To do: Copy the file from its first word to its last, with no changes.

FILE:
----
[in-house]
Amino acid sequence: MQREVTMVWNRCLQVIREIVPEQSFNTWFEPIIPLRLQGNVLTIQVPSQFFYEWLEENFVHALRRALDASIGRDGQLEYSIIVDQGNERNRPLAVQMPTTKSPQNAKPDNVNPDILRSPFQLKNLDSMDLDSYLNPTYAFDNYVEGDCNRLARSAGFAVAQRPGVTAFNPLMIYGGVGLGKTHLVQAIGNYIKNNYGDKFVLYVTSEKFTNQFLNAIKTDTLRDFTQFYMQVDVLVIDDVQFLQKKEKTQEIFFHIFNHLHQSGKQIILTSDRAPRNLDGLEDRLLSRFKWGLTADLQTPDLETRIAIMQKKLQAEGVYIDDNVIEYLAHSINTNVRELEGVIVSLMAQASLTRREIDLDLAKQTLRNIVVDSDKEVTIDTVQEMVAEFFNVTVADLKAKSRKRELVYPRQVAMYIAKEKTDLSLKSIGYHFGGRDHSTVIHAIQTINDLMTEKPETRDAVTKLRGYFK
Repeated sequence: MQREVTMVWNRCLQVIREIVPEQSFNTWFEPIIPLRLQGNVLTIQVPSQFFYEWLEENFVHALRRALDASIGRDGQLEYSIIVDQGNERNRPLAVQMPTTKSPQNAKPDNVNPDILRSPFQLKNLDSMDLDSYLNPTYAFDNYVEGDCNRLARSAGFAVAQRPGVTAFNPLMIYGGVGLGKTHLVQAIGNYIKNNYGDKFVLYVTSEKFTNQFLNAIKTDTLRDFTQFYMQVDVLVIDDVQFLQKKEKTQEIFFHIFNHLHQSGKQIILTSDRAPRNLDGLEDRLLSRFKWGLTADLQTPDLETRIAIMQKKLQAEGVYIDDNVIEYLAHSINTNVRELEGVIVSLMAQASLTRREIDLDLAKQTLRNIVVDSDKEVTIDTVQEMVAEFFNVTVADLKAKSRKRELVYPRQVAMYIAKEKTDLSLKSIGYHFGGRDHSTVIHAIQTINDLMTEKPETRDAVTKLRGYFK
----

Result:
[in-house]
Amino acid sequence: MQREVTMVWNRCLQVIREIVPEQSFNTWFEPIIPLRLQGNVLTIQVPSQFFYEWLEENFVHALRRALDASIGRDGQLEYSIIVDQGNERNRPLAVQMPTTKSPQNAKPDNVNPDILRSPFQLKNLDSMDLDSYLNPTYAFDNYVEGDCNRLARSAGFAVAQRPGVTAFNPLMIYGGVGLGKTHLVQAIGNYIKNNYGDKFVLYVTSEKFTNQFLNAIKTDTLRDFTQFYMQVDVLVIDDVQFLQKKEKTQEIFFHIFNHLHQSGKQIILTSDRAPRNLDGLEDRLLSRFKWGLTADLQTPDLETRIAIMQKKLQAEGVYIDDNVIEYLAHSINTNVRELEGVIVSLMAQASLTRREIDLDLAKQTLRNIVVDSDKEVTIDTVQEMVAEFFNVTVADLKAKSRKRELVYPRQVAMYIAKEKTDLSLKSIGYHFGGRDHSTVIHAIQTINDLMTEKPETRDAVTKLRGYFK
Repeated sequence: MQREVTMVWNRCLQVIREIVPEQSFNTWFEPIIPLRLQGNVLTIQVPSQFFYEWLEENFVHALRRALDASIGRDGQLEYSIIVDQGNERNRPLAVQMPTTKSPQNAKPDNVNPDILRSPFQLKNLDSMDLDSYLNPTYAFDNYVEGDCNRLARSAGFAVAQRPGVTAFNPLMIYGGVGLGKTHLVQAIGNYIKNNYGDKFVLYVTSEKFTNQFLNAIKTDTLRDFTQFYMQVDVLVIDDVQFLQKKEKTQEIFFHIFNHLHQSGKQIILTSDRAPRNLDGLEDRLLSRFKWGLTADLQTPDLETRIAIMQKKLQAEGVYIDDNVIEYLAHSINTNVRELEGVIVSLMAQASLTRREIDLDLAKQTLRNIVVDSDKEVTIDTVQEMVAEFFNVTVADLKAKSRKRELVYPRQVAMYIAKEKTDLSLKSIGYHFGGRDHSTVIHAIQTINDLMTEKPETRDAVTKLRGYFK